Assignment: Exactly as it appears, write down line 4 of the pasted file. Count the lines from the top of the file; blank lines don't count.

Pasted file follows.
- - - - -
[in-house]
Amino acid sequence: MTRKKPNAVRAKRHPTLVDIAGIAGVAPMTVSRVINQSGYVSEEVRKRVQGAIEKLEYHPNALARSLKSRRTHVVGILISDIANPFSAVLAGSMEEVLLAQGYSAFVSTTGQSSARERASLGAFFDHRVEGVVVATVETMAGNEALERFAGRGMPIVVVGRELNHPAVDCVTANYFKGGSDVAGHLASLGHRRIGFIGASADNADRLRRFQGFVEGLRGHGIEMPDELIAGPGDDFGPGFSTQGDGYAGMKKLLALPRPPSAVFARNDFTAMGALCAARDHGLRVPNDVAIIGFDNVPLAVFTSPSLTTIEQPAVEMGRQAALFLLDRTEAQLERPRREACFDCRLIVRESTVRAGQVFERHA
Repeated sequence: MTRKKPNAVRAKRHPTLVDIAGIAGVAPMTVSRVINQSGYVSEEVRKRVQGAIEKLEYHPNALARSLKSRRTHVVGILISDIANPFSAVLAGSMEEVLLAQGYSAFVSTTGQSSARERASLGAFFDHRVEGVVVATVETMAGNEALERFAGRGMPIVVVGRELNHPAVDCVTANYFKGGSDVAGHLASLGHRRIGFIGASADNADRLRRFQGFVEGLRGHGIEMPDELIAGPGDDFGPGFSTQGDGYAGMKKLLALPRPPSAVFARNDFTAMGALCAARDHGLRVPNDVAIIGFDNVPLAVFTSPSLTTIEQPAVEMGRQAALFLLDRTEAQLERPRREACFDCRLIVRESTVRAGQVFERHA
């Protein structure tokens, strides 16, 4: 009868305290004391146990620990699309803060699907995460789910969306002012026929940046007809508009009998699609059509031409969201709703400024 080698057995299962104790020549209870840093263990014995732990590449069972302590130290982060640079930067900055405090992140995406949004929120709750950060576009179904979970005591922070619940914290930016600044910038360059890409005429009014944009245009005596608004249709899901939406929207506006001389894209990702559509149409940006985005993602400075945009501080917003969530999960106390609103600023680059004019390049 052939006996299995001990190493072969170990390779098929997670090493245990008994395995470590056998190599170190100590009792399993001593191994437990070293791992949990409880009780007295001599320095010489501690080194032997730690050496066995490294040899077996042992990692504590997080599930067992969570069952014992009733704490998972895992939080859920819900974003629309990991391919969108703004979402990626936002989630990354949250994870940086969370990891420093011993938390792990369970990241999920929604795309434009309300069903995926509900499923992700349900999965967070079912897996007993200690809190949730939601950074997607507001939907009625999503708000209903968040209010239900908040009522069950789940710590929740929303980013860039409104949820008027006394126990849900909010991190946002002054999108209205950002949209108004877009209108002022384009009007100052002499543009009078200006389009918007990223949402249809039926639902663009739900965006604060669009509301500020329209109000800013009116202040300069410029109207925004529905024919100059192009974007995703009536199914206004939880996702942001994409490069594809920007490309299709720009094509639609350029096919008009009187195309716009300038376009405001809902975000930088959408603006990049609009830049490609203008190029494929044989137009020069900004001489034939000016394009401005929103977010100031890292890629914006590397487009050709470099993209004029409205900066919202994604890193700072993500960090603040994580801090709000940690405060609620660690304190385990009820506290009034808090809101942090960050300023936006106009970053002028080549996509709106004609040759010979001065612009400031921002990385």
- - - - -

């Protein structure tokens, strides 16, 4: 009868305290004391146990620990699309803060699907995460789910969306002012026929940046007809508009009998699609059509031409969201709703400024 080698057995299962104790020549209870840093263990014995732990590449069972302590130290982060640079930067900055405090992140995406949004929120709750950060576009179904979970005591922070619940914290930016600044910038360059890409005429009014944009245009005596608004249709899901939406929207506006001389894209990702559509149409940006985005993602400075945009501080917003969530999960106390609103600023680059004019390049 052939006996299995001990190493072969170990390779098929997670090493245990008994395995470590056998190599170190100590009792399993001593191994437990070293791992949990409880009780007295001599320095010489501690080194032997730690050496066995490294040899077996042992990692504590997080599930067992969570069952014992009733704490998972895992939080859920819900974003629309990991391919969108703004979402990626936002989630990354949250994870940086969370990891420093011993938390792990369970990241999920929604795309434009309300069903995926509900499923992700349900999965967070079912897996007993200690809190949730939601950074997607507001939907009625999503708000209903968040209010239900908040009522069950789940710590929740929303980013860039409104949820008027006394126990849900909010991190946002002054999108209205950002949209108004877009209108002022384009009007100052002499543009009078200006389009918007990223949402249809039926639902663009739900965006604060669009509301500020329209109000800013009116202040300069410029109207925004529905024919100059192009974007995703009536199914206004939880996702942001994409490069594809920007490309299709720009094509639609350029096919008009009187195309716009300038376009405001809902975000930088959408603006990049609009830049490609203008190029494929044989137009020069900004001489034939000016394009401005929103977010100031890292890629914006590397487009050709470099993209004029409205900066919202994604890193700072993500960090603040994580801090709000940690405060609620660690304190385990009820506290009034808090809101942090960050300023936006106009970053002028080549996509709106004609040759010979001065612009400031921002990385």